Appl Clin Inform 2018; 09(03): 588-594
DOI: 10.1055/s-0038-1667121
Research Article
Georg Thieme Verlag KG Stuttgart · New York

Going Mobile: Resident Physicians' Assessment of the Impact of Tablet Computers on Clinical Tasks, Job Satisfaction, and Quality of Care

Megan Sweeney
Department of Quality Improvement and Patient Safety, Tufts Medical Center, Boston, Massachusetts, United States
,
Kaavya Paruchuri
Division of Cardiology, Massachusetts General Hospital, Boston, Massachusetts, United States
,
Saul N. Weingart
Department of Quality Improvement and Patient Safety, Tufts Medical Center, Boston, Massachusetts, United States
› Author Affiliations
Further Information

Publication History

22 February 2018

06 June 2018

Publication Date:
08 August 2018 (online)

Abstract

Background There are few published studies of the use of portable or handheld computers in health care, but these devices have the potential to transform multiple aspects of clinical teaching and practice.

Objective This article assesses resident physicians' perceptions and experiences with tablet computers before and after the introduction of these devices.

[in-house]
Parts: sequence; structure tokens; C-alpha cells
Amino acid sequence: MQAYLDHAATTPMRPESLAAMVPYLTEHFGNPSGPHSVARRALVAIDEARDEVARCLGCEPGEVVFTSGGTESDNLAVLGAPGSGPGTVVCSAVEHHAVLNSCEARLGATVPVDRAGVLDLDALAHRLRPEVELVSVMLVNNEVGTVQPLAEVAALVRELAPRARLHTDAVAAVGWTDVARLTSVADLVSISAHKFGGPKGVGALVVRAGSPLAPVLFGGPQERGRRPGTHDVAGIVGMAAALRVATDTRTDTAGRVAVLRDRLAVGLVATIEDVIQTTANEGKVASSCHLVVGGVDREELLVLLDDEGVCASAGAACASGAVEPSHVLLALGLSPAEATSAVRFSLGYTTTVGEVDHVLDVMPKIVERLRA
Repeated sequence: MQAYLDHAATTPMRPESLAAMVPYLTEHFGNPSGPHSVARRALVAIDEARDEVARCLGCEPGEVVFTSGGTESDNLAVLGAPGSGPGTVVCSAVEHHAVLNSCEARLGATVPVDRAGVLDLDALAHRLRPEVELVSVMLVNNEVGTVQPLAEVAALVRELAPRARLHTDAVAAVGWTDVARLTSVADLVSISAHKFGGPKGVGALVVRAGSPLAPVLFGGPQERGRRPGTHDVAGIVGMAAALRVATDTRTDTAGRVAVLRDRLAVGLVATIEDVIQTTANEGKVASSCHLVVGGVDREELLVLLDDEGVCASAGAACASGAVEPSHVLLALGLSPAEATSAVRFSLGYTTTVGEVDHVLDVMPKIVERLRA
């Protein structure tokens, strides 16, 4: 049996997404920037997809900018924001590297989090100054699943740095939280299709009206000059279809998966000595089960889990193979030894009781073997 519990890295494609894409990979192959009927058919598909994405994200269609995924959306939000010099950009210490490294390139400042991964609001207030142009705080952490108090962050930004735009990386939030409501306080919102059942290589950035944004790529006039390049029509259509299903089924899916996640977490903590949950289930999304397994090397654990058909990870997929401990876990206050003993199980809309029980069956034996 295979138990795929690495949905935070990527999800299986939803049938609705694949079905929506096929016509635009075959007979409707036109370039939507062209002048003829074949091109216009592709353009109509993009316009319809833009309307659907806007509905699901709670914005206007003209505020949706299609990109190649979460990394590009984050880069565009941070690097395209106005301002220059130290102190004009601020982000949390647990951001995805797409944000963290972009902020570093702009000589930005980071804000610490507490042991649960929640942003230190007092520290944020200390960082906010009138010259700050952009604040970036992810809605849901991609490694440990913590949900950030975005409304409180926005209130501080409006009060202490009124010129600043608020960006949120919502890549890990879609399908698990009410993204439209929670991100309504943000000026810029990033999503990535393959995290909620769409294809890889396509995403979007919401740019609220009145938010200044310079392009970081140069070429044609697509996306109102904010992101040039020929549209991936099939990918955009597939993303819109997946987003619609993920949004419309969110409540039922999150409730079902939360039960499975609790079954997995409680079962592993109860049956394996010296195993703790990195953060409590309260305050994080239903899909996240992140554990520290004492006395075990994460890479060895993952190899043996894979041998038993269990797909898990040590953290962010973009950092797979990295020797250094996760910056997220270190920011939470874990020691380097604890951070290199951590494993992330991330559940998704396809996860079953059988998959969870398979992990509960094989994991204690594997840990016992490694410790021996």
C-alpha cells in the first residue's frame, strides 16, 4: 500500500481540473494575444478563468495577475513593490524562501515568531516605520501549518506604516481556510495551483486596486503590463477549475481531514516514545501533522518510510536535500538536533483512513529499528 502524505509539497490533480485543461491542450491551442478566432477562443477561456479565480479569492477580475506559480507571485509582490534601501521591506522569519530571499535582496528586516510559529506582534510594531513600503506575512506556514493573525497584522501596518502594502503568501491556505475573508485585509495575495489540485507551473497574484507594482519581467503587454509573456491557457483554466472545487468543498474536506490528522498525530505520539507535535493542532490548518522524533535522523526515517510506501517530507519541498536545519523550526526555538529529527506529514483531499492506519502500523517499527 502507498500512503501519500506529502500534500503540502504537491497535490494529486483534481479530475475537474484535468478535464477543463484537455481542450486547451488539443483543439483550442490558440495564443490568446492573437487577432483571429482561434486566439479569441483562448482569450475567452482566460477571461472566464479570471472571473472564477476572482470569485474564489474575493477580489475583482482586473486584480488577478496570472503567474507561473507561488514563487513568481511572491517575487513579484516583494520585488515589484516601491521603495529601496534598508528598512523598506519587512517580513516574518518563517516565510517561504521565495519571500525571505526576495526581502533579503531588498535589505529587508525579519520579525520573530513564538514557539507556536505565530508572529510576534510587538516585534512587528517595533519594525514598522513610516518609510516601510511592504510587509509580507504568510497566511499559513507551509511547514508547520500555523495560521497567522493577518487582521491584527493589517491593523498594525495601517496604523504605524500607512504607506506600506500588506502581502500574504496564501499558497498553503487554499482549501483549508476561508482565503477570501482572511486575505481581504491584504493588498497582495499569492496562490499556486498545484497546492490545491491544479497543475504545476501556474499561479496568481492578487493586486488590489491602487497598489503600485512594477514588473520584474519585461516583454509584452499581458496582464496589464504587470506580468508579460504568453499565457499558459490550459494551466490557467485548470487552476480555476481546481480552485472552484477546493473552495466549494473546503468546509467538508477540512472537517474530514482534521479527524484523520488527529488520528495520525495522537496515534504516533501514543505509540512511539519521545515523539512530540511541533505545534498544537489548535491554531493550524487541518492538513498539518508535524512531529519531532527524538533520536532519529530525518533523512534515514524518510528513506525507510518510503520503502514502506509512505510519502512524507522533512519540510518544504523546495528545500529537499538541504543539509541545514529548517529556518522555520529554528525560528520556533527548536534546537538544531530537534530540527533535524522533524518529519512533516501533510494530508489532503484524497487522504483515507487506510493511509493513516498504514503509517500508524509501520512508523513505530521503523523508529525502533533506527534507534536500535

Methods We surveyed 49 resident physicians from 8 neurology, surgery, and internal medicine clinical services before and after the introduction of tablet computers at a 415-bed Boston teaching hospital. The surveys queried respondents about their assessment of tablet computers, including the perceived impact of tablets on clinical tasks, job satisfaction, time spent at work, and quality of patient care.

Results Respondents reported that it was easier (73%) and faster (70%) to use a tablet computer than to search for an available desktop. Tablets were useful for reviewing data, writing notes, and entering orders. Respondents indicated that tablet computers increased their job satisfaction (84%), reduced the amount of time spent in the hospital (51%), and improved the quality of care (65%).

Conclusion The introduction of tablet computers enhanced resident physicians' perceptions of efficiency, effectiveness, and job satisfaction. Investments in this technology are warranted.

Protection of Human and Animal Subjects

The hospital institutional review board (IRB) reviewed this project in advance and determined that it was a quality improvement and educational project exempt from IRB review and from applicable federal regulations governing human research.


Supplementary Material